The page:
NASCAR Camping World Truck Series: Five drivers to watch

05/08/2014 12:44 PM

05/08/2014 8:00 PM

Here are five drivers to watch when the NASCAR Camping World Truck Series races on Friday night at Kansas Speedway:

Johnny Sauter, No. 98 Toyota

Sauter, who is the teammate of 2013 series champion and Kansas Speedway winner Matt Crafton at ThorSport Racing, won three races in 2013, but a 25-point penalty for an unapproved fuel cell at Kansas Speedway derailed his bid for his first truck series title. Sauter, 35, is tied with Timothy Peters for first in the standings. He won the 2010 race at Kansas Speedway.

Ben Kennedy, No. 31 Chevrolet

Kennedy, 22, is a contender for both the championship and rookie-of-the-year honors, having finished 15th at Daytona and third at Martinsville, placing him fifth in the overall standings. Kennedy, a nephew of NASCAR chairman and chief executive officer Brian France, graduated May 3 from the University of Florida with a sports management degree.

Ryan Blaney, No. 29 Ford

It’s going to be a busy weekend for Blaney, the 2013 Camping World Trucks Series Rookie of the Year. Blaney, son of Sprint Cup veteran Dave Blaney, will compete in the truck race for Brad Keselowski Racing and also make his Sprint Cup debut on Saturday night for Team Penske.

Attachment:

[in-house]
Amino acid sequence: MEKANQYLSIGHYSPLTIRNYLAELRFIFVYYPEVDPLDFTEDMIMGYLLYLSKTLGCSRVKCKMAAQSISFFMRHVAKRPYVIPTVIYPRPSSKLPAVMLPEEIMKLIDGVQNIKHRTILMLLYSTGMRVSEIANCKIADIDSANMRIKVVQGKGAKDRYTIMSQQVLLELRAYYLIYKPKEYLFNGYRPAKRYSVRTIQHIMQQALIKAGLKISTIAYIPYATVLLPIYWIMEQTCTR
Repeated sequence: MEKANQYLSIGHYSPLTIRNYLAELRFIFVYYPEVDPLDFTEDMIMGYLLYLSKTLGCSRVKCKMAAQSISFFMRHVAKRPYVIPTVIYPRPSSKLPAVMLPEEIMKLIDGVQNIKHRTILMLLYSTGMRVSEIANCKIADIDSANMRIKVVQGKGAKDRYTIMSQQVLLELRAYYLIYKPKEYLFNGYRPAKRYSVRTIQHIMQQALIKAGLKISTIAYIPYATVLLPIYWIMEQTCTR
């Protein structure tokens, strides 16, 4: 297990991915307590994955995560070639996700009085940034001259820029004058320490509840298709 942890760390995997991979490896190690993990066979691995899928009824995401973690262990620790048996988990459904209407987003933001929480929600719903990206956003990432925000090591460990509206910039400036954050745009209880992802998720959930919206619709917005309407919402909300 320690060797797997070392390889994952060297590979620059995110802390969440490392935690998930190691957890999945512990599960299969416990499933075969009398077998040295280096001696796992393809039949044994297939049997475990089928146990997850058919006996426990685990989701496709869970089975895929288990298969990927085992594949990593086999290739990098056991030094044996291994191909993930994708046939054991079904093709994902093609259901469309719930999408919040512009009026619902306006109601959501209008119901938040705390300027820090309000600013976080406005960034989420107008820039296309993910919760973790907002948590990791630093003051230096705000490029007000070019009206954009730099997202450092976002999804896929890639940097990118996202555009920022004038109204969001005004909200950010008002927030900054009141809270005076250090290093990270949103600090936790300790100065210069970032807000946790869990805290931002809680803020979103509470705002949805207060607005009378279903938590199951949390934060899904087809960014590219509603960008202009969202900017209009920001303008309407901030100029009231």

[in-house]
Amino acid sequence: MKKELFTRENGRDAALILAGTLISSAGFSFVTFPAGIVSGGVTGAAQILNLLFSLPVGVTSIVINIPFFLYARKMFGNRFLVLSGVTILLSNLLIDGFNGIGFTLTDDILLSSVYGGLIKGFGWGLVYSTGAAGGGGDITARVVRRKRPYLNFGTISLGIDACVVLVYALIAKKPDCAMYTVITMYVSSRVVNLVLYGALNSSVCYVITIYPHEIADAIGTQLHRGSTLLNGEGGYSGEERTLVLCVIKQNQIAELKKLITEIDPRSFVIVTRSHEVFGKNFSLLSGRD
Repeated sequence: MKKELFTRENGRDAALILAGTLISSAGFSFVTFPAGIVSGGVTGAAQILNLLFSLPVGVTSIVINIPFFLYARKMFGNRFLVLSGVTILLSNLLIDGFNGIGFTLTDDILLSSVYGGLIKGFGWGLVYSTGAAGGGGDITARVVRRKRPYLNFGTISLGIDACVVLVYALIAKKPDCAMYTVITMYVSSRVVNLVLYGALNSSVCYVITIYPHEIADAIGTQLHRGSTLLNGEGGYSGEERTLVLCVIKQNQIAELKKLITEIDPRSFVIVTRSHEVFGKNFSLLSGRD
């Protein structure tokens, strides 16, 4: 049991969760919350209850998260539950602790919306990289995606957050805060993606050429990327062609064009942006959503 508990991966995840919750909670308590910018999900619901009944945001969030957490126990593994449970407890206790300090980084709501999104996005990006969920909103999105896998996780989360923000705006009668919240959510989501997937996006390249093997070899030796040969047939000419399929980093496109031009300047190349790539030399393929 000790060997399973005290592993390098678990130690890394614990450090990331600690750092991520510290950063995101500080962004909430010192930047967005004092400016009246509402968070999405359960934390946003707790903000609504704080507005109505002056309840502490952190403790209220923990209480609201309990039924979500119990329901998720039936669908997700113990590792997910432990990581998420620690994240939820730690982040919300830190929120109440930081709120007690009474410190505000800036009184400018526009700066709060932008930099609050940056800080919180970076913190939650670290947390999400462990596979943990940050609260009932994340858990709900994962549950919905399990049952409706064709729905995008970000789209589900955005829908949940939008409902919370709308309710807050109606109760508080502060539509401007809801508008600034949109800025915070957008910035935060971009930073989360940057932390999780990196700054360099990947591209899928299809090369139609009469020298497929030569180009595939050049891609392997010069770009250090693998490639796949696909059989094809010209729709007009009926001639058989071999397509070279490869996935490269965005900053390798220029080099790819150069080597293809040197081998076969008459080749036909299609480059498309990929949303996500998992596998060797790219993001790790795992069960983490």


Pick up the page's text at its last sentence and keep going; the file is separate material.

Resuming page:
Jeb Burton, No. 13 Toyota

Burton, son of former Daytona 500 winner Ward Burton, moved to ThorSport Racing in the offseason and, though he wasn’t satisfied with finishing seventh at Daytona and 21st at Martinsville, he should benefit from the expertise of teammates Crafton and Sauter, both former Kansas Speedway winners. Burton, 21, has one truck series win, last year on the 1.5-mile track at Texas, which is similar to Kansas Speedway.

Joe Nemechek, No. 8 Toyota

Nemechek, who won the Sprint Cup and Nationwide series races at Kansas Speedway in 2004, and his son, John Hunter Nemechek, are the first father-son to share a full-time ride in one of NASCAR’s national series. John Hunter Nemechek, 16, is not old enough to race on a 1.5-mile speedway, so the elder Nemechek, 50, has a chance to become the only driver to win in all of NASCAR’s three national series at Kansas.

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